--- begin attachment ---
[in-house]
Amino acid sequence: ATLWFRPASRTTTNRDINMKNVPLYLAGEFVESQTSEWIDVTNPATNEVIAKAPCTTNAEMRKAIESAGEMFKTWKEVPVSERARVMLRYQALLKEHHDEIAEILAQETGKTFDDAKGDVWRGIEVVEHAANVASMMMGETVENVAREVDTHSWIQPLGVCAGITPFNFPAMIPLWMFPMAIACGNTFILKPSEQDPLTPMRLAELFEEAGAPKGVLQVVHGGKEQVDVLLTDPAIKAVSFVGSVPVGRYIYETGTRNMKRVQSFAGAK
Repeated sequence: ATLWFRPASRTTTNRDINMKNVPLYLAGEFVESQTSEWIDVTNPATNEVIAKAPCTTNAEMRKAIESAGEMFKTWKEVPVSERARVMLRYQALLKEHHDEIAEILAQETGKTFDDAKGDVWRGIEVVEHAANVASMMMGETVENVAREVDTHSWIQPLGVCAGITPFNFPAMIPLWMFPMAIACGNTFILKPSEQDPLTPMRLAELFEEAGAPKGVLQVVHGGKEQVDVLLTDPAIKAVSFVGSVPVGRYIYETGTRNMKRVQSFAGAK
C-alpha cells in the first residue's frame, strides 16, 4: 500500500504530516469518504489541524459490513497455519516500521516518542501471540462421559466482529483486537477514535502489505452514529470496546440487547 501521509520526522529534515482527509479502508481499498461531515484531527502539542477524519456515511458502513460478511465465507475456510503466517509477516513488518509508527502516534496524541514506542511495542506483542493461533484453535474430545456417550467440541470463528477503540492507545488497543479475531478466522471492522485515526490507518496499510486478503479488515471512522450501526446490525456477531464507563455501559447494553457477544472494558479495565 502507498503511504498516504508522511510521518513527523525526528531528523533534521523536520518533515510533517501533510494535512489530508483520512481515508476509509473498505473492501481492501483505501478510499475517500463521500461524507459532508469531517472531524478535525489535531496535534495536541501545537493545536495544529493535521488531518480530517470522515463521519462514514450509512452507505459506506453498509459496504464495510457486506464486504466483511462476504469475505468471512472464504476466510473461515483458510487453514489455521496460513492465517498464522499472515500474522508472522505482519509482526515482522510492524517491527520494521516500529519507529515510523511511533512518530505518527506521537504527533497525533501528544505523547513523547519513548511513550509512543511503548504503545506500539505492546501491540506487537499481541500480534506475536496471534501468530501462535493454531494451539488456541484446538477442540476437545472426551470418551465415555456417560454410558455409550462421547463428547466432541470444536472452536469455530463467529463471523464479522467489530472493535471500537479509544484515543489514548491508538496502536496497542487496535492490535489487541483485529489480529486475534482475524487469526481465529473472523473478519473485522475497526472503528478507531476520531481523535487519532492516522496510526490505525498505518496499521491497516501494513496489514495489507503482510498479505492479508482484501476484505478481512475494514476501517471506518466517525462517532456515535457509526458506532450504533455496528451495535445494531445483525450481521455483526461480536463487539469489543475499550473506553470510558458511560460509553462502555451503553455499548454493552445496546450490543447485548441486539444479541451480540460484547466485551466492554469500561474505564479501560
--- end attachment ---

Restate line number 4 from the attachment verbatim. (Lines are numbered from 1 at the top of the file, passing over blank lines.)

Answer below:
C-alpha cells in the first residue's frame, strides 16, 4: 500500500504530516469518504489541524459490513497455519516500521516518542501471540462421559466482529483486537477514535502489505452514529470496546440487547 501521509520526522529534515482527509479502508481499498461531515484531527502539542477524519456515511458502513460478511465465507475456510503466517509477516513488518509508527502516534496524541514506542511495542506483542493461533484453535474430545456417550467440541470463528477503540492507545488497543479475531478466522471492522485515526490507518496499510486478503479488515471512522450501526446490525456477531464507563455501559447494553457477544472494558479495565 502507498503511504498516504508522511510521518513527523525526528531528523533534521523536520518533515510533517501533510494535512489530508483520512481515508476509509473498505473492501481492501483505501478510499475517500463521500461524507459532508469531517472531524478535525489535531496535534495536541501545537493545536495544529493535521488531518480530517470522515463521519462514514450509512452507505459506506453498509459496504464495510457486506464486504466483511462476504469475505468471512472464504476466510473461515483458510487453514489455521496460513492465517498464522499472515500474522508472522505482519509482526515482522510492524517491527520494521516500529519507529515510523511511533512518530505518527506521537504527533497525533501528544505523547513523547519513548511513550509512543511503548504503545506500539505492546501491540506487537499481541500480534506475536496471534501468530501462535493454531494451539488456541484446538477442540476437545472426551470418551465415555456417560454410558455409550462421547463428547466432541470444536472452536469455530463467529463471523464479522467489530472493535471500537479509544484515543489514548491508538496502536496497542487496535492490535489487541483485529489480529486475534482475524487469526481465529473472523473478519473485522475497526472503528478507531476520531481523535487519532492516522496510526490505525498505518496499521491497516501494513496489514495489507503482510498479505492479508482484501476484505478481512475494514476501517471506518466517525462517532456515535457509526458506532450504533455496528451495535445494531445483525450481521455483526461480536463487539469489543475499550473506553470510558458511560460509553462502555451503553455499548454493552445496546450490543447485548441486539444479541451480540460484547466485551466492554469500561474505564479501560